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Matthew Henry

Matthew Henry's Complete Commentary - Genesis 31:25-35

We have here the reasoning, not to say the rallying, that took place between Laban and Jacob at their meeting, in that mountain which was afterwards called Gilead, Gen. 31:25. Here is, I. The high charge which Laban exhibited against him. He accuses him, 1. As a renegade that had unjustly deserted his service. To represent Jacob as a criminal, he will have it thought that he intended kindness to his daughters (Gen. 31:27, 28), that he would have dismissed them with all the marks of love and... read more

John Gill

John Gills Exposition of the Bible Commentary - Genesis 31:35

And she said to her father ,.... As he approached nearer to her, having searched her tent all over: let it not displease my lord that I cannot rise up before thee : she addresses him with great honour and respect; calling him her lord, being her father, though an unkind one, and entreats him not to be displeased that she did not rise up and yield that obeisance to him which was due from her to a father: for the custom of women is upon me ; her menstrues; which before the law of... read more

Adam Clarke

Adam Clarke's Commentary on the Bible - Genesis 31:35

The custom of women is upon me - This she knew must be a satisfactory reason to her father; for if the teraphim were used to any religious purpose, and they seem to have been used in this way, as Laban calls them his gods, he therefore could not suspect that a woman in such a situation, whose touch was considered as defiling, would have sat upon articles that were either the objects of his adoration, or used for any sacred purpose. The stratagem succeeded to her wish, and Laban departed... read more

Spence, H. D. M., etc.

The Pulpit Commentary - Genesis 31:22-44

Laban's pursuit of Jacob. I. THE HOSTILE PREPARATION . Learning of his son-in-law's departure, Laban at once determines on pursuit; not alone for the purpose of recovering his household gods, but chiefly with the view of wreaking his pent-up vengeance on Jacob, whom he now regarded as the spoiler of his fortunes, and if possible to capture and detain the much-coveted flocks and herds which he considered had been practically stolen by his nephew. Mustering his kinsmen by either force... read more

Spence, H. D. M., etc.

The Pulpit Commentary - Genesis 31:35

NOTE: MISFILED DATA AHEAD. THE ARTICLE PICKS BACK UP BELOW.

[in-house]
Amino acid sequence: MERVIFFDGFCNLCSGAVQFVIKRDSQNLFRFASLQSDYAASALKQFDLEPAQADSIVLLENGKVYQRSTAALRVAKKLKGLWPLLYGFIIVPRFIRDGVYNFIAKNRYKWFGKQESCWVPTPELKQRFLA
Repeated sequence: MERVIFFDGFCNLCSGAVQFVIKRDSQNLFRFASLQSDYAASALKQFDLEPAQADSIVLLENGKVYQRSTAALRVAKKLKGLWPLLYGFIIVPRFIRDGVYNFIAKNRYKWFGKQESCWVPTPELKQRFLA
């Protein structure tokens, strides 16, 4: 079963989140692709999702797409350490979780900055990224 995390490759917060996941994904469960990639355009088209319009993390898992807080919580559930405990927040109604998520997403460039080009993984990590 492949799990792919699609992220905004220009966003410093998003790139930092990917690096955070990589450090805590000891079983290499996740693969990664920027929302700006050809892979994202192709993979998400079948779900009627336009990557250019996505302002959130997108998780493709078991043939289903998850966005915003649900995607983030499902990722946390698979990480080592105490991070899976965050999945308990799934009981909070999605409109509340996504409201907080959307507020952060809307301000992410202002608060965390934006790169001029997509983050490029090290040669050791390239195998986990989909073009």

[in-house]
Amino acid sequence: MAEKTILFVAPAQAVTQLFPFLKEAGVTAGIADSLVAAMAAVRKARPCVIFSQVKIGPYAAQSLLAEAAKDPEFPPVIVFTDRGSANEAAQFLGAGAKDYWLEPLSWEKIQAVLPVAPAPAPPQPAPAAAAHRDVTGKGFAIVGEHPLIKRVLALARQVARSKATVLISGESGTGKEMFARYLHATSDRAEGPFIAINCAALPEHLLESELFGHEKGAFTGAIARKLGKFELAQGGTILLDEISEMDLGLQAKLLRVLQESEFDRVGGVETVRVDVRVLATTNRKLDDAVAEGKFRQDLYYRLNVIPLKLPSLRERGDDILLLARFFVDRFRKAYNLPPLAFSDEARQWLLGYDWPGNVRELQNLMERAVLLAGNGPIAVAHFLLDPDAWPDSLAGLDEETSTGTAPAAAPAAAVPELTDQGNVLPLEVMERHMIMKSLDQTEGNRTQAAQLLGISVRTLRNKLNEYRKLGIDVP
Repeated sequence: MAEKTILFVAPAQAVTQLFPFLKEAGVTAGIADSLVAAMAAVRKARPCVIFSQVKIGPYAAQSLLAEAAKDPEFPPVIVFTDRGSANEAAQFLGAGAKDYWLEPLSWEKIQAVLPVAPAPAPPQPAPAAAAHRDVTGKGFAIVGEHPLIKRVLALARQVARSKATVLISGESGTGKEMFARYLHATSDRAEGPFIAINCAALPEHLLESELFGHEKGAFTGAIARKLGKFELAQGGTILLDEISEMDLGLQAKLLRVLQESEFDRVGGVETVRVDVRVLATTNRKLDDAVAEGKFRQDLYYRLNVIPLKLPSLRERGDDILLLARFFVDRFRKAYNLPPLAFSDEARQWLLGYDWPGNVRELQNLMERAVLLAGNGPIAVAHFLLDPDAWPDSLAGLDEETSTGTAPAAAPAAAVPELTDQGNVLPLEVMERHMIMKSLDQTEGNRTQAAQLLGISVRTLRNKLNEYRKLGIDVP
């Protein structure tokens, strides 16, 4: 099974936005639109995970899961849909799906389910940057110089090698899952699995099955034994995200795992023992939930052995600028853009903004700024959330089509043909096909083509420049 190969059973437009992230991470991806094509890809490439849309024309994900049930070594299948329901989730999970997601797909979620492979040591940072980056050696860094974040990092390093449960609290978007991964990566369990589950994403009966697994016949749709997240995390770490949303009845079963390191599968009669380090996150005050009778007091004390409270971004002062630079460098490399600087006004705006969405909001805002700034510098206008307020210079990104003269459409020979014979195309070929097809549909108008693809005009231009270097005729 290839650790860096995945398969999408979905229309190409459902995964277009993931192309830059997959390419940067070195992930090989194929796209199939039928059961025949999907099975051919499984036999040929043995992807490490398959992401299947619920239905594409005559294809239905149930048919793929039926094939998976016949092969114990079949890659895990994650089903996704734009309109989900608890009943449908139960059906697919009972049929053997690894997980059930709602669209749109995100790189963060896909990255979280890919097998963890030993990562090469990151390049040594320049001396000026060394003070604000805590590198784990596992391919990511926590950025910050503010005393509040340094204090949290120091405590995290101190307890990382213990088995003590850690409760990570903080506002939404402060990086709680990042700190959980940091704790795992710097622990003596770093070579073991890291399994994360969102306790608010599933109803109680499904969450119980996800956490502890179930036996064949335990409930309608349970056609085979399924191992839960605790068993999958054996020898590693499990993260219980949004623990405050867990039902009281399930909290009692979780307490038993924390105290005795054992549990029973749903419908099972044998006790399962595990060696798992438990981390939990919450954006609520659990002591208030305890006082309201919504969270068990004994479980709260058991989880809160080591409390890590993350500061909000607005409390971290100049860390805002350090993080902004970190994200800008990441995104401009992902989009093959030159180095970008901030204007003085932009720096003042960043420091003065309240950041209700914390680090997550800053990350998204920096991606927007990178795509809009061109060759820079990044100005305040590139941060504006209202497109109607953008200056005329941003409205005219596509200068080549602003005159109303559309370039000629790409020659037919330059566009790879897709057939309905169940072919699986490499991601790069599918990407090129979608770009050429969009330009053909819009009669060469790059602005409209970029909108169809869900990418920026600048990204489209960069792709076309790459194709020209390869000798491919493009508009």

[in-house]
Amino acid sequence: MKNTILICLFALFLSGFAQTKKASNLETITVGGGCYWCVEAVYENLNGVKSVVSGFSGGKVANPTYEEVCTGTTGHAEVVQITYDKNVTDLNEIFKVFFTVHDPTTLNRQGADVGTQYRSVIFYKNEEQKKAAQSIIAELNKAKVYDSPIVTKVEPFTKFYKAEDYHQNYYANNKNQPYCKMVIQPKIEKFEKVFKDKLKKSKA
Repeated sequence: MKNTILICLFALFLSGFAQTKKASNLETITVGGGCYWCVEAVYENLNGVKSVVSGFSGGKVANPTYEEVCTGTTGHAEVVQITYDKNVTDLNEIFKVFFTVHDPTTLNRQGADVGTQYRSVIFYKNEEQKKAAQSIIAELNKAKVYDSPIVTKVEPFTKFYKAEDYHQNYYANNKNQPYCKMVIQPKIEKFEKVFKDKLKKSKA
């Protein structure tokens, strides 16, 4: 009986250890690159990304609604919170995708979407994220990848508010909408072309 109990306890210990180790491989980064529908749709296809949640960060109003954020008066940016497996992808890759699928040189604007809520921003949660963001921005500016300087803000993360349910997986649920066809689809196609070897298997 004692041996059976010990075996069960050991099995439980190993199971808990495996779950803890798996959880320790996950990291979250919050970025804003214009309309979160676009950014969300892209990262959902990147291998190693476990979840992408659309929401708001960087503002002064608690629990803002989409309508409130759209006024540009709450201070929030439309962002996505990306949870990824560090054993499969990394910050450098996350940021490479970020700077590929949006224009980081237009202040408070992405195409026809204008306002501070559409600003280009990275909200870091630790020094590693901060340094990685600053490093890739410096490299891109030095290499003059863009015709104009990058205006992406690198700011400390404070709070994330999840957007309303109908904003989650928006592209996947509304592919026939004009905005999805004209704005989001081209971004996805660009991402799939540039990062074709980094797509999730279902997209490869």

And she said to her father, —"covering theft by subtlety and untruth" (Kalisch), and thus proving herself a time daughter of Laban, as well as showing with how much imperfection her religious character was tainted— Let it not displease my lord —literally, let it not burn with anger ( יִחַר , from חָרָה , to glow, to burn) in the eyes of my lord (Adoni)— that I cannot rise up before thee ;—Oriental politeness required children to rise up in the presence of their parents ( vide ... read more

Albert Barnes

Albert Barnes' Notes on the Whole Bible - Genesis 31:1-55

- Jacob’s Flight from Haran19. תרפים terāpı̂ym, Teraphim. This word occurs fifteen times in the Old Testament. It appears three times in this chapter, and nowhere else in the Pentateuch. It is always in the plural number. The root does not appear in Biblical Hebrew. It perhaps means “to live well,” intransitively (Gesenius, Roedig.), “to nourish,” transitively (Furst). The teraphim were symbols or representatives of the Deity, as Laban calls them his gods. They seem to have been busts... read more

Donald C. Fleming

Bridgeway Bible Commentary - Genesis 31:1-55

Jacob flees from Laban (31:1-55)As Laban and his sons became increasingly hostile to him, Jacob prepared to leave for Canaan without delay (31:1-13). Leah and Rachel agreed, for they too were angry with Laban. He had used them to make himself rich, but apparently had no intention of giving them a share in the inheritance (14-16). Therefore, when they fled, Rachel stole her father’s household idols, for according to Mesopotamian custom possession of these gave her some right to the inheritance... read more

E.W. Bullinger

E.W. Bullinger's Companion Bible Notes - Genesis 31:35

my lord. Hebrew the eyes of my lord. Figure of speech Prosopopoeia. App-6 . custom. Laban's deceit begets deceit. read more

James Burton Coffman

Coffman Commentaries on the Bible - Genesis 31:33-35

"And Laban went into Jacob's tent, and into Leah's tent, and into the tent of the two maid-servants; but he found them not. And he went out of Leah's tent, and entered into Rachel's tent. Now Rachel had taken the teraphim, and put them in the camel's saddle, and sat upon them. And Laban felt about all the tent, but found them not. And she said to her father, Let not my lord be angry that I cannot rise up before thee; for the manner of women is upon me. And he searched, but found not the... read more

Thomas Constable

Expository Notes of Dr. Thomas Constable - Genesis 31:22-42

God revealed Himself to people other than the patriarchs in these days (Genesis 31:29; cf. Abimelech in Genesis 20:3). Many scholars believe that Job also lived in the patriarchal period."Jacob and Rachel are again two of a kind. This time both almost bring ruin on the family by their risk taking: she by her rash theft, he by his rash vow ([Genesis 31:32] cf. his sons’ rash vow in Genesis 44:6-12)." [Note: Waltke, Genesis, p. 430.] The teraphim were already "nothing gods," but they became... read more

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